Title: Symposium: Cities and Citizenship
From: Thu, 13 Mar 2014
Until: Sat, 15 Mar 2014
Venue: Goethe-Institut, Wyoming Building / New York University, Gallatin School of Individualized Study
Address: 5 East 3rd Street, New York, NY 10003, USA
Among last year’s winners of the International Photography Awards Competition, were some fantastic night photographs of Oscar Niemeyer’s Brasilia taken by architectural photographer Andrew Prokos. The awarded photos, and more photographs taken by Andrew in Brazil, will be exhibited in “Brazil: Night & Day”, at Banco do Brasil, 11 W 42nd St., New York.
Sponsored by Banco do Brasil and the Year of Brazil at Queens College, CUNY, the exhibition will include photographs from Niemeyer’s Brasilia, panoramic cityscapes of Rio de Janeiro at night, landscapes from Rio’s Botanical Gardens, and Rio street scenes. It will be on display from April 3 to April 25.
The recently announced ‘User-Generated Kyiv Ideas Competition‘ is searching for creative ideas and architectural solutions on building a better city. In nowadays circumstances, where citizens arise and understand that a city should be built by its citizens, the competition aims to convert the maximum energy generated by the revolutionary wave into urban ideas and new functions of public space.
UPDATE: The registration
is open until March 17 has been extended to April 25th (18:00 Kiev time) and projects must be submitted by April 17 April 27th (18:00 Kiev time). For more information, please click here.
Recently, City of Miami Mayor Tomas Regalado declared March as Miami Bike Month. And why shouldn’t it? Did you see the latest gathering this past Friday for Critical Mass? Hundreds of people, including celebrity cyclists and NBA megastars Dwyane Wade and Lebron James, were in attendance for a 13 mile trek around Miami. Cycling has become the latest “thing” in Miami. However, it could be more than just a monthly ride. Why not see cycling as a serious solution to the traffic congestion problems in and out of the city? Cities like Amsterdam and Chicago seem to think of it as a real solution. It doesn’t have to just be about bikes either, car sharing has become a major business as well and could also assist with making our streets safer. What if there was a place in Miami, built infrastructure that helped promote these solutions? Well there could be…..that’s where DawnTown needs your help.
DawnTown is officially launching their new architecture ideas competition for 2014, called Alternative Mobilities. The competition is open to professionals and students of architecture and other design fields to come up with a new type of transportation hub. One that acts as a generator for new ways to move around downtown in a more sustainable fashion. You can find out more, including competition brief and registration at the competition’s official website.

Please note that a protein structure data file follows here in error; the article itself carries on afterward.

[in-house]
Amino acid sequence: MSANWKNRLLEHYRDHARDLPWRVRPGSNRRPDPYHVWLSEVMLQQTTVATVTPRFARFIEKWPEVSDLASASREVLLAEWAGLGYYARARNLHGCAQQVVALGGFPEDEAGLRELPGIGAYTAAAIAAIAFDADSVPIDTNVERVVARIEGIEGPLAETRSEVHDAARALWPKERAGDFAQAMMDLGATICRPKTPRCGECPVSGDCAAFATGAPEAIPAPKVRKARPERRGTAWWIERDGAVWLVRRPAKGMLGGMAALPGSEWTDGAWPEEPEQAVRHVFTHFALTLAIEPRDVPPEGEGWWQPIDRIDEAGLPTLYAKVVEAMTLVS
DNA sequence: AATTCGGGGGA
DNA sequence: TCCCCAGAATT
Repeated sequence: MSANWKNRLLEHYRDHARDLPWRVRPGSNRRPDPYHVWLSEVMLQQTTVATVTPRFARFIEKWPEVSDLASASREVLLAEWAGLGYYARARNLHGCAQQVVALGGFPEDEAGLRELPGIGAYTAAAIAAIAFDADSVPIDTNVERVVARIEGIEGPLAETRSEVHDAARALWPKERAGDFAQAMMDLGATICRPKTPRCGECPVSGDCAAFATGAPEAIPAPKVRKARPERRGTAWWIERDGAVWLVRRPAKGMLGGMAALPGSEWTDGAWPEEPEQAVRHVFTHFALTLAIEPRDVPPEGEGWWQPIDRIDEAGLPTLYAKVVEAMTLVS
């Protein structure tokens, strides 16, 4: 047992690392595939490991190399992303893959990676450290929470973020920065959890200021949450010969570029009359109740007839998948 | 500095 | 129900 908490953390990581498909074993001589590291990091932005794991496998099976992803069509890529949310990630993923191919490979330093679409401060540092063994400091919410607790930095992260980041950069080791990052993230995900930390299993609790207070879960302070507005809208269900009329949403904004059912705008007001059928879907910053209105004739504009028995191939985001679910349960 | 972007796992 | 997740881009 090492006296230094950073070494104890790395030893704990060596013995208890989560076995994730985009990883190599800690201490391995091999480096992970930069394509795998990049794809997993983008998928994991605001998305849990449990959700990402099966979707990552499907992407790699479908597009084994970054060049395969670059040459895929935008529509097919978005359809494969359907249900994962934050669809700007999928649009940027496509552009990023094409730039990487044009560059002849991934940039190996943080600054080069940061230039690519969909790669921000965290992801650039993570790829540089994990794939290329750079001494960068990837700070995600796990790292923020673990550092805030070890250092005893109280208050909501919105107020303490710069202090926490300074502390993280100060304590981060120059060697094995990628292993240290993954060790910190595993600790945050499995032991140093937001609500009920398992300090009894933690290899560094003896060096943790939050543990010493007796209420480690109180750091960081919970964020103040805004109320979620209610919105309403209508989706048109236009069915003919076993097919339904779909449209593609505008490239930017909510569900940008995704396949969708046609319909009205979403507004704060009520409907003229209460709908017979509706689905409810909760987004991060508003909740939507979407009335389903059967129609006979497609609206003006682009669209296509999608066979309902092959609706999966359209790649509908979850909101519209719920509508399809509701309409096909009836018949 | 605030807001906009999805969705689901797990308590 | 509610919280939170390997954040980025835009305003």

Almost 400,000 New Yorkers live in floodplains, a number that should double by 2050 due to sea level rising. After Hurricane Sandy, the waterfront neighborhoods in which they live were dramatically re-envisioned, taking into account the heavy downpours and high winds that come with coastal storms. Is it possible to live safely while enjoying life at the water’s edge?
On March 17, the Center for Architecture will host a discussion with architects working on some of New York’s major waterfront residential developments. Lisa Schwert (SHoP Architects), Oliver Schaper (Gensler), and Eran Chen (ODA) will be there discussing their projects.
More information and registration here.
Title: Waterfront Housing in a Post Sandy World
From: Mon, 17 Mar 2014 18:00
Until: Mon, 17 Mar 2014 20:00
Venue: Center for Architecture
Address: 536 LaGuardia Place, New York, NY 10012, USA
Honour, glory and cash are at stake as Troldtekt A/S invites architectural and design students from all over the world to participate in the Troldtekt Award 2014. The most creative idea for using the company’s acoustic panels in a different and imaginative way wins a cash prize of EUR 5,000. The deadline for registering for the competition is 1 April 2014.
For the third time, Troldtekt A/S is challenging young talents to propose new ways of using its classic Danish-produced acoustic panels in the concept competition Troldtekt Award 2014. The competition last took place in 2012, when Troldtekt received entries from 23 countries. The 2012 competition was awarded to Matthias Kisch from the Royal Danish Academy of Fine Arts in Copenhagen who won EUR 5,000 for his Acoustic Synecdoche project, an acoustic cloud sculpture with the option of integrated lighting. The judges also presented a special supplementary prize to Amy Linford from Newcastle University for her (Fabric)ated project.